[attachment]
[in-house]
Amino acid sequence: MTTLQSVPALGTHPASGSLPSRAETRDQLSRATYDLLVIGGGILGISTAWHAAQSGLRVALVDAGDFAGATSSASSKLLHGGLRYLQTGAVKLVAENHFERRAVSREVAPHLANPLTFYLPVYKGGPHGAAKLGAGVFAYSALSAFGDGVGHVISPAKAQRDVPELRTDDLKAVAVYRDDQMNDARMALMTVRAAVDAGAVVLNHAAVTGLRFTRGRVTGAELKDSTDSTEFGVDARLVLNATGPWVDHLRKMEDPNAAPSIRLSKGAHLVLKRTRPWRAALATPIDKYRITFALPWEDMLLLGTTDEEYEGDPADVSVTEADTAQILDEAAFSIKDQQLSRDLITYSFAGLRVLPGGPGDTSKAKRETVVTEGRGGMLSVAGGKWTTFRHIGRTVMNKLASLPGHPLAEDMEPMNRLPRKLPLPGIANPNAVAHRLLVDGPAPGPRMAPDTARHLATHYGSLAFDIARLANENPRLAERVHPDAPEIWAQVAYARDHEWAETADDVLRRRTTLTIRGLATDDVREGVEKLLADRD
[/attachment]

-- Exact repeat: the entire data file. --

[in-house]
Amino acid sequence: MTTLQSVPALGTHPASGSLPSRAETRDQLSRATYDLLVIGGGILGISTAWHAAQSGLRVALVDAGDFAGATSSASSKLLHGGLRYLQTGAVKLVAENHFERRAVSREVAPHLANPLTFYLPVYKGGPHGAAKLGAGVFAYSALSAFGDGVGHVISPAKAQRDVPELRTDDLKAVAVYRDDQMNDARMALMTVRAAVDAGAVVLNHAAVTGLRFTRGRVTGAELKDSTDSTEFGVDARLVLNATGPWVDHLRKMEDPNAAPSIRLSKGAHLVLKRTRPWRAALATPIDKYRITFALPWEDMLLLGTTDEEYEGDPADVSVTEADTAQILDEAAFSIKDQQLSRDLITYSFAGLRVLPGGPGDTSKAKRETVVTEGRGGMLSVAGGKWTTFRHIGRTVMNKLASLPGHPLAEDMEPMNRLPRKLPLPGIANPNAVAHRLLVDGPAPGPRMAPDTARHLATHYGSLAFDIARLANENPRLAERVHPDAPEIWAQVAYARDHEWAETADDVLRRRTTLTIRGLATDDVREGVEKLLADRD